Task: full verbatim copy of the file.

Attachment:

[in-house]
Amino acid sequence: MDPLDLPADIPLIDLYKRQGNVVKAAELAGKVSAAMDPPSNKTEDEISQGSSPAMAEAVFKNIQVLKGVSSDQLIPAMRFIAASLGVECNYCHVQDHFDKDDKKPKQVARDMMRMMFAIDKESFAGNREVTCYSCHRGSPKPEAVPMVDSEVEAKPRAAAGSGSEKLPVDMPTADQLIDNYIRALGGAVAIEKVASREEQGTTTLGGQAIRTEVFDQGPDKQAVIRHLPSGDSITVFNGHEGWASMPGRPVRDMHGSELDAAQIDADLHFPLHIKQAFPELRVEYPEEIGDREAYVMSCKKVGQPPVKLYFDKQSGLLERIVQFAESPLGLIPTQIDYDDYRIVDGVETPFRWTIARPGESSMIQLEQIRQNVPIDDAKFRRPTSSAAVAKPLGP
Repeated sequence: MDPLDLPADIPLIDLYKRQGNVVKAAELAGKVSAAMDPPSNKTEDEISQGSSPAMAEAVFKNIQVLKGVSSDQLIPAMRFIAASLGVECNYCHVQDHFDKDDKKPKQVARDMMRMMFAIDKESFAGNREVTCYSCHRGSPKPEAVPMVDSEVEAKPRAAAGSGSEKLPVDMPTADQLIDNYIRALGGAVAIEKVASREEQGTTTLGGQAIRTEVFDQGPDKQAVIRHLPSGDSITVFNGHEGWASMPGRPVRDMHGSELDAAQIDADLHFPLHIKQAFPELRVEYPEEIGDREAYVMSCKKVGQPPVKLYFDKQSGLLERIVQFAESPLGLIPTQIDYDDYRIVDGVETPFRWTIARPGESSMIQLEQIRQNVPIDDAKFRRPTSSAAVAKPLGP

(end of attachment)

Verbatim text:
[in-house]
Amino acid sequence: MDPLDLPADIPLIDLYKRQGNVVKAAELAGKVSAAMDPPSNKTEDEISQGSSPAMAEAVFKNIQVLKGVSSDQLIPAMRFIAASLGVECNYCHVQDHFDKDDKKPKQVARDMMRMMFAIDKESFAGNREVTCYSCHRGSPKPEAVPMVDSEVEAKPRAAAGSGSEKLPVDMPTADQLIDNYIRALGGAVAIEKVASREEQGTTTLGGQAIRTEVFDQGPDKQAVIRHLPSGDSITVFNGHEGWASMPGRPVRDMHGSELDAAQIDADLHFPLHIKQAFPELRVEYPEEIGDREAYVMSCKKVGQPPVKLYFDKQSGLLERIVQFAESPLGLIPTQIDYDDYRIVDGVETPFRWTIARPGESSMIQLEQIRQNVPIDDAKFRRPTSSAAVAKPLGP
Repeated sequence: MDPLDLPADIPLIDLYKRQGNVVKAAELAGKVSAAMDPPSNKTEDEISQGSSPAMAEAVFKNIQVLKGVSSDQLIPAMRFIAASLGVECNYCHVQDHFDKDDKKPKQVARDMMRMMFAIDKESFAGNREVTCYSCHRGSPKPEAVPMVDSEVEAKPRAAAGSGSEKLPVDMPTADQLIDNYIRALGGAVAIEKVASREEQGTTTLGGQAIRTEVFDQGPDKQAVIRHLPSGDSITVFNGHEGWASMPGRPVRDMHGSELDAAQIDADLHFPLHIKQAFPELRVEYPEEIGDREAYVMSCKKVGQPPVKLYFDKQSGLLERIVQFAESPLGLIPTQIDYDDYRIVDGVETPFRWTIARPGESSMIQLEQIRQNVPIDDAKFRRPTSSAAVAKPLGP